Fifteenth district.—Commencing at the mouth of Salt Creek on the Missouri River; thence up said creek to the military road, and along the middle of said road to the lower crossing of Stranger Creek; thence up said creek to the line of the late Kickapoo reservation, and thence along the southern and western line thereof to the line of the fourteenth district; thence by the same, and down Independence Creek to the mouth thereof, and thence down the Missouri River to the place of beginning.

Sixteenth district.—Commencing at the mouth of Salt Creek; thence up said creek to the military road; thence along the middle of said road to the lower crossing of Stranger Creek; thence up said creek to the line of the late Kickapoo reservation, and thence along the same to the line of the thirteenth district, and thence by the same, along a line corresponding to the source of Stranger Creek, and keeping three miles west thereof, to the Kansas River; thence down the Kansas River to the Missouri, and up the Missouri River to the place of beginning.

Seventeenth district.—Commencing at the mouth of the Kansas River; thence up the south bank thereof to the mouth of Cedar Creek; thence up Cedar Creek to its source; and thence due south to the Santa Fé road, along the middle of said road to the Missouri State line, and along said line to the place of beginning.

Eighteenth district.—Commencing in the military road at the crossing of the Vermillion branch of Blue River; thence due north to the line of the Territory; thence east, along said line, to the fourteenth district; thence due south along said line to the aforesaid military road, and along the middle of said road to the place of beginning.

Senatorial and representative district.—1st. The first election-district shall be entitled to three senators and eight representatives.

2d. The second election-district shall be entitled to one senator and three representatives.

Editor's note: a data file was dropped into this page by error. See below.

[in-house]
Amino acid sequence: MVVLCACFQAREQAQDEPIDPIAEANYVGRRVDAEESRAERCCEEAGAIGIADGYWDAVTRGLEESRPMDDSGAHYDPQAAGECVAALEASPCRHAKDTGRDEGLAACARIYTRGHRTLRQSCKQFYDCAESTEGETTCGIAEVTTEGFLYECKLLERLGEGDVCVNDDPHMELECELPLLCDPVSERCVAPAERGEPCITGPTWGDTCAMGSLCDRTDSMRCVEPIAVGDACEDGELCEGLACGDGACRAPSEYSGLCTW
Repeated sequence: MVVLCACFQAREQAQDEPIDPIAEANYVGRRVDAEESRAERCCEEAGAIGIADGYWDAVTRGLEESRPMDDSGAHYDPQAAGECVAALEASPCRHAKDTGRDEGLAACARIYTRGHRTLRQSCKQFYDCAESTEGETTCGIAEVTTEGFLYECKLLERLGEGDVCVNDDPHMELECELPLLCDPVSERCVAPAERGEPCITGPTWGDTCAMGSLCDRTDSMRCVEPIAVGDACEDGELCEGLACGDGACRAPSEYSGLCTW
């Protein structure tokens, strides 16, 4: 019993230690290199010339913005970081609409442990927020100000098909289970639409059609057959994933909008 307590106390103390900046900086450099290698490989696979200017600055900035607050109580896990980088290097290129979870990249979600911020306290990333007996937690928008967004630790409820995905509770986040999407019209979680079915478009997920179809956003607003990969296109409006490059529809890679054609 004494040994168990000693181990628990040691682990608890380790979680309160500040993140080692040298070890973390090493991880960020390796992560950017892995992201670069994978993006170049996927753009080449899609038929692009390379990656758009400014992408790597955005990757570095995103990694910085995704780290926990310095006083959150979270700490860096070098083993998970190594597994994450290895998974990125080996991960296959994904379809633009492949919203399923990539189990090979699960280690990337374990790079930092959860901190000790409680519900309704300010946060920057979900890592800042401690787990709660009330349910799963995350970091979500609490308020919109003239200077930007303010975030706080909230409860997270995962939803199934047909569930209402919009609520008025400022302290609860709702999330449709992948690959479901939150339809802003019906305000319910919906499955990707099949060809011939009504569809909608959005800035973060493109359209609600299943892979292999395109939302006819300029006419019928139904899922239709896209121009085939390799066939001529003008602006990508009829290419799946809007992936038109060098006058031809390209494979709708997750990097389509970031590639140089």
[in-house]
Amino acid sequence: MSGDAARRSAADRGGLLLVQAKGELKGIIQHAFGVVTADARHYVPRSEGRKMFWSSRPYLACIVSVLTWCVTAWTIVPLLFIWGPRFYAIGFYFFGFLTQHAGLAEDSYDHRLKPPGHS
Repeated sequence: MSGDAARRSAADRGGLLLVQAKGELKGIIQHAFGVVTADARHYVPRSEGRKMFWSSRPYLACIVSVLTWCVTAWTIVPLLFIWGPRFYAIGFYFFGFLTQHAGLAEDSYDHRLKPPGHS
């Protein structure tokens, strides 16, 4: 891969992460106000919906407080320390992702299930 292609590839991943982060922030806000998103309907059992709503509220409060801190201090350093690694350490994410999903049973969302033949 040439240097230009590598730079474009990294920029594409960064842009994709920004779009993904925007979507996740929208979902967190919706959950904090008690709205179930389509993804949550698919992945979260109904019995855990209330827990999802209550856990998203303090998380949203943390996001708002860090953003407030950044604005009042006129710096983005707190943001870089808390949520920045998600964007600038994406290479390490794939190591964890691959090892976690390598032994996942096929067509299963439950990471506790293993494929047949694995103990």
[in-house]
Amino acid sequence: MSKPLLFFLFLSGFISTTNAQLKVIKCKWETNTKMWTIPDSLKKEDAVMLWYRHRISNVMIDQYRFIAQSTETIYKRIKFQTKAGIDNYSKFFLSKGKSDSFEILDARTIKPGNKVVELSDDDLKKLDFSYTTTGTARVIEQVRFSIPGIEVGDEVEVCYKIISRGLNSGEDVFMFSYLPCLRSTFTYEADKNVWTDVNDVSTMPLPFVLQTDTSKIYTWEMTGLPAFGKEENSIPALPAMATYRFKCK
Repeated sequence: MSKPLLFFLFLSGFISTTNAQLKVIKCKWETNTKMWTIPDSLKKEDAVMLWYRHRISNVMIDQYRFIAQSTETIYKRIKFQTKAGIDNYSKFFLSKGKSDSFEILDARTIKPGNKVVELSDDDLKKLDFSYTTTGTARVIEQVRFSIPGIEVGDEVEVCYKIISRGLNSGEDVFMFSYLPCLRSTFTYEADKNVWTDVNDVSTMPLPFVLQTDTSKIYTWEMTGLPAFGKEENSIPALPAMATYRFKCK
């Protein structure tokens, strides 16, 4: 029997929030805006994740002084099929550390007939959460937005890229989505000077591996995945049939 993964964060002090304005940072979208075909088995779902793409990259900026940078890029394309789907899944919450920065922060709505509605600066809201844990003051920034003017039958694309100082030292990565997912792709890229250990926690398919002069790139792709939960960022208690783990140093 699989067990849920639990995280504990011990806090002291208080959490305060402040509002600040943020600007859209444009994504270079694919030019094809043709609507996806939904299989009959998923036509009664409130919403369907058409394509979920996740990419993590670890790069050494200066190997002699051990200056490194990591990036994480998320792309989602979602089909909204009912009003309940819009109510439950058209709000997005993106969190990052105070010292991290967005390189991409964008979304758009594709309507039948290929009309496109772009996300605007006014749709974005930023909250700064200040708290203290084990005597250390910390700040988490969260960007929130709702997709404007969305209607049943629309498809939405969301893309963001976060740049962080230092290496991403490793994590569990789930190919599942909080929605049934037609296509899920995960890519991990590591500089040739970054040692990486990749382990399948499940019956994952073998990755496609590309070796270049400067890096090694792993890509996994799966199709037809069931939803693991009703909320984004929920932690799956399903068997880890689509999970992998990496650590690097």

3d. The third election-district shall be entitled to one senator and three representatives.

4th. The fourth and seventeenth election-districts shall constitute the fourth senatorial and representative district, and be entitled to one senator and two representatives.

5th. The fifth election-district shall be entitled to three senators and nine representatives.

6th. The sixth, seventh, and eighth election-districts shall constitute the sixth senatorial and representative district, and be entitled to two senators and five representatives.

7th. The ninth and tenth election-districts shall constitute the seventh senatorial district, and be entitled to one senator and four representatives.

8th. The eleventh and twelfth election-districts shall constitute the eighth senatorial and representative district, and be entitled to one senator and three representatives.

9th. The thirteenth election-district shall constitute the ninth senatorial and representative district, and be entitled to one senator and two representatives.

10th. The fourteenth and eighteenth election-districts shall constitute the tenth senatorial and representative district, and be entitled to two senators and seven representatives.

11th. The fifteenth election-district shall constitute the eleventh senatorial and representative district, and be entitled to one senator and five representatives.

12th. The sixteenth election-district shall constitute the twelfth senatorial and representative district, and be entitled to three senators and nine representatives.